A person with social anxiety disorder has significant anxiety and discomfort about being embarrassed, humiliated, rejected or looked down on in social interactions. People with this disorder will try to avoid the situation or endure it with great anxiety. Common examples are extreme fear of public speaking, meeting new people or eating/drinking in public. The fear or anxiety causes problems with daily functioning and lasts at least six months.
A person with separation anxiety disorder is excessively fearful or anxious about separation from those with whom he or she is attached. The feeling is beyond what is appropriate for the person’s age, persists (at least four weeks in children and six months in adults) and causes problems functioning. A person with separation anxiety disorder may be persistently worried about losing the person closest to him or her, may be reluctant or refuse to go out or sleep away from home or without that person, or may experience nightmares about separation. Physical symptoms of distress often develop in childhood, but symptoms can carry though adulthood.
The causes of anxiety disorders are currently unknown but likely involve a combination of factors including genetic, environmental, psychological and developmental. Anxiety disorders can run in families, suggesting that a combination of genes and environmental stresses can produce the disorders.
Diagnosis and Treatment
The first step is to see your doctor to make sure there is no physical problem causing the symptoms. If an anxiety disorder is diagnosed, a mental health professional can work with you on finding the best treatment. Unfortunately, many people with anxiety disorders don’t seek help. They don’t realize that they have an illness for which there are effective treatments.
Although each anxiety disorder has unique characteristics, most respond well to two types of treatment: psychotherapy, or “talk therapy,” and medications. These treatments can be given alone or in combination. Cognitive behavior therapy (CBT), a type of talk therapy, can help a person learn a different way of thinking, reacting and behaving to help feel less anxious. Medications will not cure anxiety disorders, but can provide significant relief from symptoms. The most commonly used medications are anti-anxiety medications (generally prescribed only for a short period of time) and antidepressants. Beta-blockers, used for heart conditions, are sometimes used to control physical symptoms of anxiety.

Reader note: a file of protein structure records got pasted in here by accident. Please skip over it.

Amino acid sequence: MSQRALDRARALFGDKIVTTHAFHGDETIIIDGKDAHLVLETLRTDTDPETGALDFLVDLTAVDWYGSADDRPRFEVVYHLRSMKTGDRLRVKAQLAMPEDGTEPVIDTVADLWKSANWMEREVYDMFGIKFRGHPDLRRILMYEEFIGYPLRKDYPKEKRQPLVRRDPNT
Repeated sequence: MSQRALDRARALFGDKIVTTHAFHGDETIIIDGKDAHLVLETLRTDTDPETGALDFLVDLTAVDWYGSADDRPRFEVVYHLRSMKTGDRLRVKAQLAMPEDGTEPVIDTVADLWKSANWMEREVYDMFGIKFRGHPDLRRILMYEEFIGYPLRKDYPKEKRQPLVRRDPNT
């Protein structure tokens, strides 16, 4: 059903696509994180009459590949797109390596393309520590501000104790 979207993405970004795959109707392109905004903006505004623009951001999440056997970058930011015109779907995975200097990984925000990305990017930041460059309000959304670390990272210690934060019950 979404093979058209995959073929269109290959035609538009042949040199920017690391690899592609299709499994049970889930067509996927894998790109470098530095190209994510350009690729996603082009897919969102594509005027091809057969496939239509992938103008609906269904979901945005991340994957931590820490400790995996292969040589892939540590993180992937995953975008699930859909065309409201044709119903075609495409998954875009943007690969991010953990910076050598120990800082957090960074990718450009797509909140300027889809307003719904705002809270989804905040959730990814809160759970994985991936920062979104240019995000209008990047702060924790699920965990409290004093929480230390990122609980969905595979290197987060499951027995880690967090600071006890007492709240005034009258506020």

Self-Help, Coping, and Managing
There are a number of things people do to help cope with symptoms of anxiety disorders and make treatment more effective. Stress management techniques and meditation can be helpful. Support groups (in-person or online) can provide an opportunity to share experiences and coping strategies. Learning more about the specifics of a disorder and helping family and friends to understand the condition better can also be helpful. Avoid caffeine, which can worsen symptoms, and check with your doctor about any medications.
- Posttraumatic stress disorder (PTSD)
- Acute stress disorder
- Obsessive-compulsive disorder
- Adjustment disorder
- Selective mutism
Children with selective mutism do not speak in some social situations where they are expected to speak, such as school, even though they speak in other situations. They will speak in their home around immediate family members, but often will not speak even in front of others, such as close friends or grandparents.
The lack of speech may interfere with social communication, although children with this disorder sometimes use non-spoken or nonverbal means (e.g., grunting, pointing, writing). The lack of speech can also have significant consequences in school, leading to academic problems and social isolation. Many children with selective mutism also experience excessive shyness, fear of social embarrassment and high social anxiety. However, they typically have normal language skills.
Selective mutism usually begins before age 5, but it may not be formally identified until the child enters school. Many children will outgrow selective mutism. For children who also have social anxiety disorder, selective mutism may disappear, but symptoms of social anxiety disorder may remain.
Physician Review By:
Philip R. Muskin, M.D., M.A.